Do you sometimes feel like you are Kali, the Hindu goddess having 4 hands? Being a designer is never enough for the employer. You should know much more than Photoshop alone!
Image source: AQ Studio on Dribbble
What do you call yourself? Are you a product designer, UX designer, web designer, graphic designer? What skills do you possess?
Do you know how to code? Do you think this knowledge makes you a better designer or, on the contrary, you are neither an artist nor a good coder?
As for me, I don’t think that designers MUST code. However, some of them need to code to get closer to their materials.
Say, if you visualize some data, you probably want to turn the knobs for yourself. But this does not mean that you should code. Such kind of approach is too primitive.
Why? Because both coding and design are deeply interconnected practices. Are you sure you can be on your ground with both?
Who knows, maybe you are the reincarnation of Julius Caesar (a Roman politician, general, and notable author of Latin prose, the first person praised for his ability to do several tasks simultaneously).
The truth is that multitasking is not for everybody. A rare person can replace the whole band, that is why most of the designers prefer collaborating with skillful coders.
As a rule, the collaboration works well as it allows the team to utilize their strengths to the best while distributing their learning and workload.
But let’s return to this metaphor with the band. A lot of musicians can sing, play the guitar, bass, drums, and keyboards. But are they great at all of them? You should be a genius to have an outstanding vocal and play all those musical instruments professionally.
Though, your band will never be a success, if you don’t appreciate other instruments, roles, or skills. You will never get a standing ovation without this sort of understanding.
Of course appreciation and understanding are not the only benefits of learning the related skills. Broadening your outlook is much more important as this makes you a better designer.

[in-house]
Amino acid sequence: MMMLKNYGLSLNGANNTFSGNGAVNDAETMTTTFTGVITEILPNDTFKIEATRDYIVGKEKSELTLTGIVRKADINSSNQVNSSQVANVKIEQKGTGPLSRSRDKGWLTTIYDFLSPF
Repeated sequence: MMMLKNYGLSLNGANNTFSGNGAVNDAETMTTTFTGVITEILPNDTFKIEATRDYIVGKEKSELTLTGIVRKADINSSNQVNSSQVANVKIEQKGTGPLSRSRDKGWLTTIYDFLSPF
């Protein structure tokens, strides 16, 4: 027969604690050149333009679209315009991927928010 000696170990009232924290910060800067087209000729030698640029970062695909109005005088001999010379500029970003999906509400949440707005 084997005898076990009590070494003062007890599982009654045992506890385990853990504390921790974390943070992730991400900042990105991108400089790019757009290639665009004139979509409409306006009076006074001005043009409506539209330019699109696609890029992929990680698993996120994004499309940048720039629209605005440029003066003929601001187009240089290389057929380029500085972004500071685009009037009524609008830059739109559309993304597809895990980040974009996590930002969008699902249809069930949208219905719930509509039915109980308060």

Look at the famous sportsmen. They train all groups of muscles to reach outstanding results.
Besides, drilling down into the relative working processes saves you from doing same things day in and day out.
Some designers make cute things. Dribbble is full of stuff like that. Their peers visit such kind of galleries for inspiration and then just imitate one another. It’s a kind of design for the sake of design that raises designer's self-esteem.
The others (design philosophers) are always happy to attend the next conference, where they have an opportunity to speak about design as an abstract notion.
The latter group is just as self-serving as the former, but thinkers are much more deluded. The doers are spending their days polishing their works to perfection while the thinkers believe they can understand the deeper meaning of design, convey their awareness to others and finally save the world 🙂
As for me, the things are not as they seem. We won’t change / improve the design speaking of unattainable substance.
They say “You can talk the talk but you should walk the walk”.
What I am trying to say is that the more we talk about design, the less action-oriented we seem to be.
Just agree that the act of design is forevermore compelling than any, even the most interesting discussions about the nature of design.
Because of creation! Can the process of creation be compared to the debate over product / UX / UI / whatever design? No way! The discussions are dullsville life.
Now about the problem with the “façade designers”. They often have a distorted perspective. You won’t save the world with design making it for dribbble (intended as a showcase only).
It’s challenging to create something worthy having such purpose in mind.
As I see it, producing a sound design is possible only having a particular task at hand. But this requires us to understand our user's / client's obstacles and needs.